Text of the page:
The last few years have seen lots of changes in terms of technology used at events, as things become more focused towards interactivity and creating memorable experiences that leave people talking for months after the event is over.
The ability to be able to create specially developed content or another 'world' using VR is something that we have had lots of experience in at ITR.
Jaron Lanier, founder of the Visual Programming Lab came up with the well known term. His company developed a range of VR headsets and other products such as the Dataglove. They were the first company to sell VR goggles.
What is the Diﬀerence Between AR and VR?
Both AR and VR have the same goal - to immerse and interact with the user. However AR is a technology that superimposes a computer generated image on a user’s view of the real world, providing a composite view.
VR is completely computer generated when creating its own world. However AR is partly real life and partly virtual components and mainly delivered through a lead mounted display giving the user a virtual recreation of reality.
As you can imagine, the ability to overlay graphics is a huge advantage for event organisers, giving visitors an immersive way of exploring products and services in a crowded exhibition hall, and, once again, increasing average dwell time.
The prospect of easily aﬀordable augmented reality eyewear by 2020 means that event organisers are looking for new ways to incorporate compatible software into exhibitions.
The Vive was developed by HTC and Valve. There are over 1000 games to play through SteamVR, with stunning graphics and a 110 degree feld view, the Vive headset immerses you into another dimension. The Vive also includes two wireless controllers which allow you to interact with and manipulate objects in virtual reality!
Combined with the Oculus store (PC and Oculus account required) you can download a combination of games or experiences without having to take the Oculus Rift off. The headset also oﬀers a range of diﬀerent experiences such as EVE: Valkyrie, Lucky’s Tale and Oculus Video. You won’t want to leave the VR world.
Microsoft's entry into the marketplace took people by surprise. However, their unit has proven to be so much more than simply a way point fnder! Using it’s 2.3 megapixel screen and forward facing cameras it simply superimposes content in front of you in glorious stereoscopic 3D.
Although the costs for VR ready PC's and headsets are falling rapidly the market is still contained to those who can, however all is not lost. Apple has filed AR and VR patents ahead of its latest iPhone release and the simply brilliant Samsung Gear VR has evolved to a really mature piece of kit. The app store has been trimmed down to relevant and higher quality apps, and the built in MilkVR has been overhauled to allow synchronous video playback to unlimited devices without rooting the devices. Google has also acquired Owlchemy, the acclaimed VR lab, and are set to start creating a full VR solution which runs alongside Daydream.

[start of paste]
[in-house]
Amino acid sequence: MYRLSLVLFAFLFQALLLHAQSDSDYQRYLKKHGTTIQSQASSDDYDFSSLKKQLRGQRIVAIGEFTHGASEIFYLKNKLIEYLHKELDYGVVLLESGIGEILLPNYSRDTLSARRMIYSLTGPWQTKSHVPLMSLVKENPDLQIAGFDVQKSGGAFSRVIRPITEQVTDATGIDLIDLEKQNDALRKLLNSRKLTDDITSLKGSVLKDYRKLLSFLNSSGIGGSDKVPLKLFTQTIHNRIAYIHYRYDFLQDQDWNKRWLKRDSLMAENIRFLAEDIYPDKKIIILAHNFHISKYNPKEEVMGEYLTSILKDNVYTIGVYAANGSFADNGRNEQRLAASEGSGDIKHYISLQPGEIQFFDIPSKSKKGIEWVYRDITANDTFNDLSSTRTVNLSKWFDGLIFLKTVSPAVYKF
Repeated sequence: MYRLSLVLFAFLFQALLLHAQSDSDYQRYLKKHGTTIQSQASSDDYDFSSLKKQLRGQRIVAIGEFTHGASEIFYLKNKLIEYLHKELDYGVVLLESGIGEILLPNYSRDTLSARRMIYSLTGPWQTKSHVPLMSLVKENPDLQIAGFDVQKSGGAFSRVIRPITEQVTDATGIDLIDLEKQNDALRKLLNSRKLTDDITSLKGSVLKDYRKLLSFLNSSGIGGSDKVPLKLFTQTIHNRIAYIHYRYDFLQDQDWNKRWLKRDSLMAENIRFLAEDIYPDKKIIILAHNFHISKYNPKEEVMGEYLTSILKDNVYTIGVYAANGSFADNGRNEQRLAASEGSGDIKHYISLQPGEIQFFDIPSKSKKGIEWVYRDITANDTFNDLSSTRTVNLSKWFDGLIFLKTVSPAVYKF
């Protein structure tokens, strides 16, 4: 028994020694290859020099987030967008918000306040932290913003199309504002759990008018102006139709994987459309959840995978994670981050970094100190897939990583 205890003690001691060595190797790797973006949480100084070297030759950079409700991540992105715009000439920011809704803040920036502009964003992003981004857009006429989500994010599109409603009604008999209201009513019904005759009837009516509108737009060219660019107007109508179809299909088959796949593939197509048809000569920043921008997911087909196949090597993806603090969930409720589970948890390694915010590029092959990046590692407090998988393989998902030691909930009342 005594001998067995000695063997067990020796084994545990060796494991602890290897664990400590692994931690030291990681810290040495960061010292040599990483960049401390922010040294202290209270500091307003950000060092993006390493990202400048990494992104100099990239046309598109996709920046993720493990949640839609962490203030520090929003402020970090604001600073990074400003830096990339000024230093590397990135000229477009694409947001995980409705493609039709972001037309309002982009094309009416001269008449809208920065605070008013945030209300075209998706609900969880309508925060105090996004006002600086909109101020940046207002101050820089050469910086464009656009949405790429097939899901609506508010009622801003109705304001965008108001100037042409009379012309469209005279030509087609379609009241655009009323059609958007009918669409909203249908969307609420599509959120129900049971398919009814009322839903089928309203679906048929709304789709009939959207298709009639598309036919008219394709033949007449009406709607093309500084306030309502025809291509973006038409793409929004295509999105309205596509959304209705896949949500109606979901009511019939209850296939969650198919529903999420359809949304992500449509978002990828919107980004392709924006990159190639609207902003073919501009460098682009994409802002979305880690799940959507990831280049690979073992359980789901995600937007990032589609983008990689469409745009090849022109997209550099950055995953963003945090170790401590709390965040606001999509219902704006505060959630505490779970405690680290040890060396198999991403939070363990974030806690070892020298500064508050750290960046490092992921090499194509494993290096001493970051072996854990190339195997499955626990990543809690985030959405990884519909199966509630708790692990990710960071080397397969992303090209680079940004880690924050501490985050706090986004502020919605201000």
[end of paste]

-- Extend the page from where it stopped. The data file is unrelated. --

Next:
With so many companies looking to build on mobile processing and removing the need to have a very high spec PC or mac to run the device, the VR and AR market will soon be a lot more affordable and open to the masses.
We have access to over 20 virtual reality racing simulators that can be deployed at short notice with maximum efficiency. Racing simulators can be used for any event such as conferences, exhibitions and weddings.
Motorsport simulators are a great way to encourage interactivity and connectivity with your audience and they are sure to get people talking about your stand. We have two types of simulator available:
This virtual reality racing simulator is designed for maximum immersion. Drivers sit in a professionally constructed Formula Tub, the pedals are adjusted to suit drivers using the electric motors, the drivers put on a virtual reality (VR) headset and away they go.
We have multiple GT Simulators available at any one time meaning you can race against your friends or colleagues. Using our event management software we can create multiplayer racing simulator sessions with high-octane results.
The last 18-24 months has seen a shift in the application of VR & AR. Industry and business have realised the potential of using VR and AR. The events industry has started to adopt VR and AR as part of the design, concept and delivery process.
Giants such as General Electric are on board including AR on their Italian Factory ﬂoor, and US hospitals are trialling the use of VR in surgery, indicating we are about to enter the best years for VR.
Virtual reality headsets allow event attendees to be in a crowded exhibition hall, whilst experiencing standing on a white sandy beach in the Caribbean, or on safari in Kenya. They can even show VR tours of popular tourist locations, or walk visitors around their hotel before they check in.
This kind of interactivity is what currently encourages event organisers to incorporate virtual reality at their stand. However, VR as we know it, is already evolving at great pace and it’s future is positively volatile, with many exciting changes ahead.